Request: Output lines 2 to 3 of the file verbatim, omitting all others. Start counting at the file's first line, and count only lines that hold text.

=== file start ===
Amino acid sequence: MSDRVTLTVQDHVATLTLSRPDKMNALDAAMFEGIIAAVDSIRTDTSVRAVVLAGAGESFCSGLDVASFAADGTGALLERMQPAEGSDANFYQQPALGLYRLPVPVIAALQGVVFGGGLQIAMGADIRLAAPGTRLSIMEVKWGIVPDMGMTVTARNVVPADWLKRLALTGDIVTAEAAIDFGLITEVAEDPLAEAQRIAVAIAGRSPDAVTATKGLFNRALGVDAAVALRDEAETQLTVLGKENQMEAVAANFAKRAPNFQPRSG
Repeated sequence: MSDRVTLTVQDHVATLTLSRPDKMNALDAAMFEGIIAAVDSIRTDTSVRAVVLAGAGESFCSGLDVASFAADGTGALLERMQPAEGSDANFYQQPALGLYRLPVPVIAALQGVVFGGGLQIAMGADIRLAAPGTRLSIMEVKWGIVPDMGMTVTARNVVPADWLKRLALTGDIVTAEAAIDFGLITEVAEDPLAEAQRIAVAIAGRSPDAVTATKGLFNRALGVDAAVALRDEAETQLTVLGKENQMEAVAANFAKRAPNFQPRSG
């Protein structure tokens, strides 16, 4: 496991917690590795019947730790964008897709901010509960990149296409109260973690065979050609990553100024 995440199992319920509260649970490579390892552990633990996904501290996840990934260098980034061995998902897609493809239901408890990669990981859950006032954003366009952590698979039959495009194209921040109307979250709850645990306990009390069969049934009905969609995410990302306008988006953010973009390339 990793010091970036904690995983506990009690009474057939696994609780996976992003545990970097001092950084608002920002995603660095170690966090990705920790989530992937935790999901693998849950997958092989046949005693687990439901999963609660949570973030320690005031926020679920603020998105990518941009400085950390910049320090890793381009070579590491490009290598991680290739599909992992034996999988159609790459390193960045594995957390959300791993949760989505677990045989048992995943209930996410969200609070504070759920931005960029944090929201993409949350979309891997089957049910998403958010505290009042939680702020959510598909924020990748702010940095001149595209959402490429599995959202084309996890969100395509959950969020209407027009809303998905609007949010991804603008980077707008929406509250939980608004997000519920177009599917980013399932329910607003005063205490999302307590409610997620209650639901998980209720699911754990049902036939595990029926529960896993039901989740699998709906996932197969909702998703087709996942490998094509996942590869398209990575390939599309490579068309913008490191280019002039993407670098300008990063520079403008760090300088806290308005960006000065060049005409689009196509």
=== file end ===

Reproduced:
Repeated sequence: MSDRVTLTVQDHVATLTLSRPDKMNALDAAMFEGIIAAVDSIRTDTSVRAVVLAGAGESFCSGLDVASFAADGTGALLERMQPAEGSDANFYQQPALGLYRLPVPVIAALQGVVFGGGLQIAMGADIRLAAPGTRLSIMEVKWGIVPDMGMTVTARNVVPADWLKRLALTGDIVTAEAAIDFGLITEVAEDPLAEAQRIAVAIAGRSPDAVTATKGLFNRALGVDAAVALRDEAETQLTVLGKENQMEAVAANFAKRAPNFQPRSG
């Protein structure tokens, strides 16, 4: 496991917690590795019947730790964008897709901010509960990149296409109260973690065979050609990553100024 995440199992319920509260649970490579390892552990633990996904501290996840990934260098980034061995998902897609493809239901408890990669990981859950006032954003366009952590698979039959495009194209921040109307979250709850645990306990009390069969049934009905969609995410990302306008988006953010973009390339 990793010091970036904690995983506990009690009474057939696994609780996976992003545990970097001092950084608002920002995603660095170690966090990705920790989530992937935790999901693998849950997958092989046949005693687990439901999963609660949570973030320690005031926020679920603020998105990518941009400085950390910049320090890793381009070579590491490009290598991680290739599909992992034996999988159609790459390193960045594995957390959300791993949760989505677990045989048992995943209930996410969200609070504070759920931005960029944090929201993409949350979309891997089957049910998403958010505290009042939680702020959510598909924020990748702010940095001149595209959402490429599995959202084309996890969100395509959950969020209407027009809303998905609007949010991804603008980077707008929406509250939980608004997000519920177009599917980013399932329910607003005063205490999302307590409610997620209650639901998980209720699911754990049902036939595990029926529960896993039901989740699998709906996932197969909702998703087709996942490998094509996942590869398209990575390939599309490579068309913008490191280019002039993407670098300008990063520079403008760090300088806290308005960006000065060049005409689009196509």